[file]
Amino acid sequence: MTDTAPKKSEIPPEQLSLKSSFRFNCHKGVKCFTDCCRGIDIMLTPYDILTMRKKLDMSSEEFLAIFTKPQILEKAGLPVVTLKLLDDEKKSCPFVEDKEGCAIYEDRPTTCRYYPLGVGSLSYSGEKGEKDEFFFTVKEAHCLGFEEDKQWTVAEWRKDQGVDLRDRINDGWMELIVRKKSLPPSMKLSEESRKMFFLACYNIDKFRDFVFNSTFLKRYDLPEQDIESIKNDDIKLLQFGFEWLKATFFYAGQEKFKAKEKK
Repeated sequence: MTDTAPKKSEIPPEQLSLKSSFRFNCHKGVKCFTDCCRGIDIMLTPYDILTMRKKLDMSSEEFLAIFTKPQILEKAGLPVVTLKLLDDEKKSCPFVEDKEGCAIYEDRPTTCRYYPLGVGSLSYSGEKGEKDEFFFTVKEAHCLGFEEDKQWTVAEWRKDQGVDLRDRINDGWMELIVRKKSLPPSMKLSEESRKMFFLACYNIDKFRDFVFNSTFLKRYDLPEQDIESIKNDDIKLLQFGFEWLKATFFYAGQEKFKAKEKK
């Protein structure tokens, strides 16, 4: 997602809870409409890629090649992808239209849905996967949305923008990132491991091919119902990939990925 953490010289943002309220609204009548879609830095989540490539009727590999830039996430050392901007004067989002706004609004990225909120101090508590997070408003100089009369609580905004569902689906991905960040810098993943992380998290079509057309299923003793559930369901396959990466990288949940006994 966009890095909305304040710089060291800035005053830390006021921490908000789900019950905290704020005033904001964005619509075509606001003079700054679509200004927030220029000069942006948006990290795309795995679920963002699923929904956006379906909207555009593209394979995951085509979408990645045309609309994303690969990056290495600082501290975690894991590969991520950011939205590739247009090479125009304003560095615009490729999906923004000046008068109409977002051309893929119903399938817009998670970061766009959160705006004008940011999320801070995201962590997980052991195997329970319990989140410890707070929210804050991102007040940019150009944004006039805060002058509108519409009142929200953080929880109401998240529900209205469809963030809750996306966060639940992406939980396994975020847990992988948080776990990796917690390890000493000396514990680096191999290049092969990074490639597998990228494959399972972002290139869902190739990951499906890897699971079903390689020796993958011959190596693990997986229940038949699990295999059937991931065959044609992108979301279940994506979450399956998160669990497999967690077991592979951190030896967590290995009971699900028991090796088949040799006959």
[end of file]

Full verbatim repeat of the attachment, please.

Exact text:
Amino acid sequence: MTDTAPKKSEIPPEQLSLKSSFRFNCHKGVKCFTDCCRGIDIMLTPYDILTMRKKLDMSSEEFLAIFTKPQILEKAGLPVVTLKLLDDEKKSCPFVEDKEGCAIYEDRPTTCRYYPLGVGSLSYSGEKGEKDEFFFTVKEAHCLGFEEDKQWTVAEWRKDQGVDLRDRINDGWMELIVRKKSLPPSMKLSEESRKMFFLACYNIDKFRDFVFNSTFLKRYDLPEQDIESIKNDDIKLLQFGFEWLKATFFYAGQEKFKAKEKK
Repeated sequence: MTDTAPKKSEIPPEQLSLKSSFRFNCHKGVKCFTDCCRGIDIMLTPYDILTMRKKLDMSSEEFLAIFTKPQILEKAGLPVVTLKLLDDEKKSCPFVEDKEGCAIYEDRPTTCRYYPLGVGSLSYSGEKGEKDEFFFTVKEAHCLGFEEDKQWTVAEWRKDQGVDLRDRINDGWMELIVRKKSLPPSMKLSEESRKMFFLACYNIDKFRDFVFNSTFLKRYDLPEQDIESIKNDDIKLLQFGFEWLKATFFYAGQEKFKAKEKK
């Protein structure tokens, strides 16, 4: 997602809870409409890629090649992808239209849905996967949305923008990132491991091919119902990939990925 953490010289943002309220609204009548879609830095989540490539009727590999830039996430050392901007004067989002706004609004990225909120101090508590997070408003100089009369609580905004569902689906991905960040810098993943992380998290079509057309299923003793559930369901396959990466990288949940006994 966009890095909305304040710089060291800035005053830390006021921490908000789900019950905290704020005033904001964005619509075509606001003079700054679509200004927030220029000069942006948006990290795309795995679920963002699923929904956006379906909207555009593209394979995951085509979408990645045309609309994303690969990056290495600082501290975690894991590969991520950011939205590739247009090479125009304003560095615009490729999906923004000046008068109409977002051309893929119903399938817009998670970061766009959160705006004008940011999320801070995201962590997980052991195997329970319990989140410890707070929210804050991102007040940019150009944004006039805060002058509108519409009142929200953080929880109401998240529900209205469809963030809750996306966060639940992406939980396994975020847990992988948080776990990796917690390890000493000396514990680096191999290049092969990074490639597998990228494959399972972002290139869902190739990951499906890897699971079903390689020796993958011959190596693990997986229940038949699990295999059937991931065959044609992108979301279940994506979450399956998160669990497999967690077991592979951190030896967590290995009971699900028991090796088949040799006959």